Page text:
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Chocolate (Stoneground Chocolate) , Other Food Products - Rancho Gordo, Rancho Gordo
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Chocolate (Stoneground Chocolate) , Other Food Products - Rancho Gordo, Rancho Gordo
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Chocolate (Stoneground Chocolate) , Other Food Products - Rancho Gordo, Rancho Gordo
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Stoneground Chocolate


$ 14.95
Title

Free shipping on orders $50+

Description
Hand roasted on a clay pan over a wood fire, these discs are the essence of chocolate. Ground with only canela and piloncillo, our traditional Mexican chocolate is ideal for hot cocoa, sweet and savory dishes and, of course, mole. 

In the beautiful state of Guerrero in Mexico, a cooperative of women grow and harvest their own cacao, toast it on clay comales (pans) and then stone grind it with piloncillo (an unrefined sugar) and canela, the famous soft cinnamon preferred in Mexico.

"The results are chocolate tablets not quite like anything else you've had. Whether it's for a traditional mole or just a cup of hot chocolate, the rich, dense chocolate flavor is intense, delicious and uniquely New World."-Andrea Gray, examiner.com

Unlike other commercial brands, our tablets are 70% chocolate and the only other ingredients are the piloncillo and canela. Nothing else is added, or needed!

Each box contains 5 chocolate tablets. Total weight is 13 ounces.

"The best Mexican chocolate we have tasted!"-LA Weekly

You can make traditional Mexican hot chocolate with milk or water but this chocolate can also be used in pork rubs, as a seasoning in a pot of beans and of course a batch of Mole Poblano or Mole Negro. Sadly, the staff has discovered you can also just eat it like candy with very little trouble and most of us are addicted to the rustic, almost smoky flavor. It's hard to stop once you start.

"When it comes to Mexican chocolate, Abuelita and Ibarra aren't the only brands in the game. Several smaller labels -- each using 100 percent Mexican cacao -- have popped up in recent years, creating a veritable renaissance in the field...[Rancho Gordo is one of the] small-batch Mexican chocolate brands that stand out. "
-The Latin Kitchen

Not available for shipping to Canada.

Country of origin

Mexico

"The chocolate is the result of a partnership between the New World foods specialist and Mujeres de Xochis, a cooperative of women in Guerrero, Mexico, who grow, toast and grind their own cacao. Stick with tradition and blend the chocolate with scalded milk for a luscious cup of hot chocolate, or get experimental in the kitchen — a mole-inspired sauce or a rub for roast pork, perhaps? Sí, por favor."

Sarah Fritsche

SF Gate

Stoneground Chocolate

$ 14.95
Shipping Details

Free Shipping on each order $50 and over

FedEx Ground shipments, and one shipping location per order.

For orders less than $50: 
Our flat-fee shipping charges via FedEx Ground is $11 (regardless of weight)
One pound or One Thousand pounds, it's the same price. 

Our flat-fee shipping charge via US Postal Service is as follows:
$11 each 15 pounds
All shipments to Hawaii, Alaska, P.O. boxes, and APO/FPO/DPO addresses must go via USPS.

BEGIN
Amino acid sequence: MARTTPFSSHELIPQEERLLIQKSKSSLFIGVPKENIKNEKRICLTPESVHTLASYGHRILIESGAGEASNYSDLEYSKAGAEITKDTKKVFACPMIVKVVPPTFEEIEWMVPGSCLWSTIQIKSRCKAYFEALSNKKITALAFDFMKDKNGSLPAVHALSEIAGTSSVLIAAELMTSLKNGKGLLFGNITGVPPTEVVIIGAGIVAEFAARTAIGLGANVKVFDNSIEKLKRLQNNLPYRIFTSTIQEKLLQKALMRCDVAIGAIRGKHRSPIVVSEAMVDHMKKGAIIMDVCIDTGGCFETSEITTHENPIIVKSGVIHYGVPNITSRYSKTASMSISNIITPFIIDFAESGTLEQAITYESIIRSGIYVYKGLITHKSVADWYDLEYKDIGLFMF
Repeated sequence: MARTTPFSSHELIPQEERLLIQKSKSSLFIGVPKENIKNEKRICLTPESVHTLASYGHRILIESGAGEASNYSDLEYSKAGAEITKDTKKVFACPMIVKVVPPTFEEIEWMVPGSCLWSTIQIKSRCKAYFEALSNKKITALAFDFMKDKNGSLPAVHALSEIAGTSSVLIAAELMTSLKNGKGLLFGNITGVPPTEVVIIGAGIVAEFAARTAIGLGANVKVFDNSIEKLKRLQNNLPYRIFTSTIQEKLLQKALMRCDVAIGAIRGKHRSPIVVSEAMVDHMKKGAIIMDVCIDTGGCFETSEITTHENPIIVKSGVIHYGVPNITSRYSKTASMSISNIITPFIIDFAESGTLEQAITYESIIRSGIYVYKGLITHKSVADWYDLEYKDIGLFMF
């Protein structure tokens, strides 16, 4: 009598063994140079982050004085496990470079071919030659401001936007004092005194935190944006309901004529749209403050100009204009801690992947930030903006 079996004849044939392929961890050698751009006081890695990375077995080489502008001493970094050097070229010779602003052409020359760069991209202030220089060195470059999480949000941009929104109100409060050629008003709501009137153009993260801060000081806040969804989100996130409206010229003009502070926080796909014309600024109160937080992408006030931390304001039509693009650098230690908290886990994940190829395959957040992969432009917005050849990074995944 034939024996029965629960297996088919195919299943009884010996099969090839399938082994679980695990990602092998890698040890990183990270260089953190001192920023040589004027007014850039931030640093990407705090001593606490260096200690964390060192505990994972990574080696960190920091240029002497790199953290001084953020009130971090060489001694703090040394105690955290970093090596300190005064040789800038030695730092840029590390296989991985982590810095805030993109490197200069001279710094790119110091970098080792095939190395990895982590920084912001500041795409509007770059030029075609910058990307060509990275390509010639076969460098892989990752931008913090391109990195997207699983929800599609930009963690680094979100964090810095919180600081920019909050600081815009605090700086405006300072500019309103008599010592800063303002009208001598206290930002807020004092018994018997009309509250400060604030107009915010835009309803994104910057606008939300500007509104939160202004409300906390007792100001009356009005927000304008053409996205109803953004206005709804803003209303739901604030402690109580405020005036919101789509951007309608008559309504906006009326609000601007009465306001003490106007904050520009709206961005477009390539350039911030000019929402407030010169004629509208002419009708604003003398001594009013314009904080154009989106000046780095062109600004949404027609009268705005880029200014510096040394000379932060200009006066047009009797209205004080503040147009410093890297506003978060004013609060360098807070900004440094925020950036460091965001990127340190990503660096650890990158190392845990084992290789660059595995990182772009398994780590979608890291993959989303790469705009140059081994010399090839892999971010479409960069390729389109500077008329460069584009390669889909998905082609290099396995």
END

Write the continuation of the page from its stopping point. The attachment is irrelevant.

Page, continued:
I just placed my order. When will I get my shipment?

It normally takes us 1 to 3 business days to process orders. If we are experiencing further shipping delays, we will add a note to the checkout page with further information.

We process and ship orders from Northern California Monday through Friday, via FedEx or US Postal Service. A shipment can take from 2 to 5 working days to be delivered after it leaves our warehouse, depending on where you live and what shipping service you selected. Please call us (707/259-1935) to arrange for faster shipping if you need your order to arrive sooner. 

Express Shipping?

Please call us (707/259-1935) to arrange for faster shipping if you need your order to arrive sooner. 

The Rancho Gordo Story

You Can Blame it All on the Dutch

I was shopping one August for tomatoes and, despite Napa being one of the world's most magnificent agricultural regions, all the tomatoes were from a hothouse in Holland! Worse, they were hard and pale pink instead of the ripe tomatoes I was craving. I started to grow my own tomatoes and this eventually led to beans.

My first harvested heirloom bean was Rio Zape. They were pretty and easy to grow but I had no idea what to expect when I cooked them. They were similar to the pintos I liked but there was so much more going on. Hints of chocolate and coffee mixed with an earthy texture made my head spin. I was blown away by Rio Zape and the other heirloom beans I was growing, but also really confused why they were such a big secret. I took the beans to the farmers market, organizing things on my kitchen table. Soon there was a warehouse, followed by more markets and mail order. It seems we had struck a nerve. People agreed that heirloom beans were worth saving, growing and cooking. Currently our warehouse, a retail shop, and offices are in Napa, California, and a stop here is part of many tours of the wine country. 

All of my agricultural pursuits have been based on being someone who likes to cook but gets frustrated by the lack of ingredients, especially those that are native to the Americas. One of the things that originally drew me to beans was the fact that they are indigenous to the Americas. It seems to me these indigenous ingredients should be familiar, if not common. American cuisine is re-inventing itself and I'd love to include ingredients, traditions and recipes from north and south of the border as part of the equation. I love the concept of The Americas. I feel as if it's just as important as the European heritage many of us share.

You can read more about the Rancho Gordo story here.

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